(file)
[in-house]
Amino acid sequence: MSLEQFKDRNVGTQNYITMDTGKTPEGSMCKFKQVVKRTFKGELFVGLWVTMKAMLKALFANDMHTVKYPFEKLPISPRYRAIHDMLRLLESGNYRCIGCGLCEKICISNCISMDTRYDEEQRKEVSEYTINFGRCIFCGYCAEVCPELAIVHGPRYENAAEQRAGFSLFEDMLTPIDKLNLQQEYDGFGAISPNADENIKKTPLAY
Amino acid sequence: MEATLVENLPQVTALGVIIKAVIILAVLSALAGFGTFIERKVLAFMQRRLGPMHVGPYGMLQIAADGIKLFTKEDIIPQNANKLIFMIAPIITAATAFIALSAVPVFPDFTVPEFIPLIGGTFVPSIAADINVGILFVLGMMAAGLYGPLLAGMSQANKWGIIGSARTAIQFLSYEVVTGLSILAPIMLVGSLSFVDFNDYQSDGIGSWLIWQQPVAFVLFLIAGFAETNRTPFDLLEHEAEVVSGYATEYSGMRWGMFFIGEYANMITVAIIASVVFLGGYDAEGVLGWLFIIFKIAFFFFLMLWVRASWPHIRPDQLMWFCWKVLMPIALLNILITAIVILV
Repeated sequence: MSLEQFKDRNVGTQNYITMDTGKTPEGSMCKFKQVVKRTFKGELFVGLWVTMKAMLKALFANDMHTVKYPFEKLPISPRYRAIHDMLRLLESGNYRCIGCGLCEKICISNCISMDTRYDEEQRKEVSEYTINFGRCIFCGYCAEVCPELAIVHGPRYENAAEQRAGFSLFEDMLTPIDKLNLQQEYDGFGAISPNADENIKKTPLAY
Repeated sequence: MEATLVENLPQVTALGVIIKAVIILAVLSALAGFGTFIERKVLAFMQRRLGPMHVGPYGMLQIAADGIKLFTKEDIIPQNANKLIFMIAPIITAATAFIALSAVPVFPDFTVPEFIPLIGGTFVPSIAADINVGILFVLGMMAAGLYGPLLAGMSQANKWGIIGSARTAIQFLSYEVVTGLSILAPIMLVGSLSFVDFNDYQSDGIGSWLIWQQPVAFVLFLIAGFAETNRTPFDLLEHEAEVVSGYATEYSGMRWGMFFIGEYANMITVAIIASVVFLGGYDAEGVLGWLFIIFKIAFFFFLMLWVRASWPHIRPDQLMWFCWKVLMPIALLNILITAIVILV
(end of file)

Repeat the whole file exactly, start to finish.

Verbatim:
[in-house]
Amino acid sequence: MSLEQFKDRNVGTQNYITMDTGKTPEGSMCKFKQVVKRTFKGELFVGLWVTMKAMLKALFANDMHTVKYPFEKLPISPRYRAIHDMLRLLESGNYRCIGCGLCEKICISNCISMDTRYDEEQRKEVSEYTINFGRCIFCGYCAEVCPELAIVHGPRYENAAEQRAGFSLFEDMLTPIDKLNLQQEYDGFGAISPNADENIKKTPLAY
Amino acid sequence: MEATLVENLPQVTALGVIIKAVIILAVLSALAGFGTFIERKVLAFMQRRLGPMHVGPYGMLQIAADGIKLFTKEDIIPQNANKLIFMIAPIITAATAFIALSAVPVFPDFTVPEFIPLIGGTFVPSIAADINVGILFVLGMMAAGLYGPLLAGMSQANKWGIIGSARTAIQFLSYEVVTGLSILAPIMLVGSLSFVDFNDYQSDGIGSWLIWQQPVAFVLFLIAGFAETNRTPFDLLEHEAEVVSGYATEYSGMRWGMFFIGEYANMITVAIIASVVFLGGYDAEGVLGWLFIIFKIAFFFFLMLWVRASWPHIRPDQLMWFCWKVLMPIALLNILITAIVILV
Repeated sequence: MSLEQFKDRNVGTQNYITMDTGKTPEGSMCKFKQVVKRTFKGELFVGLWVTMKAMLKALFANDMHTVKYPFEKLPISPRYRAIHDMLRLLESGNYRCIGCGLCEKICISNCISMDTRYDEEQRKEVSEYTINFGRCIFCGYCAEVCPELAIVHGPRYENAAEQRAGFSLFEDMLTPIDKLNLQQEYDGFGAISPNADENIKKTPLAY
Repeated sequence: MEATLVENLPQVTALGVIIKAVIILAVLSALAGFGTFIERKVLAFMQRRLGPMHVGPYGMLQIAADGIKLFTKEDIIPQNANKLIFMIAPIITAATAFIALSAVPVFPDFTVPEFIPLIGGTFVPSIAADINVGILFVLGMMAAGLYGPLLAGMSQANKWGIIGSARTAIQFLSYEVVTGLSILAPIMLVGSLSFVDFNDYQSDGIGSWLIWQQPVAFVLFLIAGFAETNRTPFDLLEHEAEVVSGYATEYSGMRWGMFFIGEYANMITVAIIASVVFLGGYDAEGVLGWLFIIFKIAFFFFLMLWVRASWPHIRPDQLMWFCWKVLMPIALLNILITAIVILV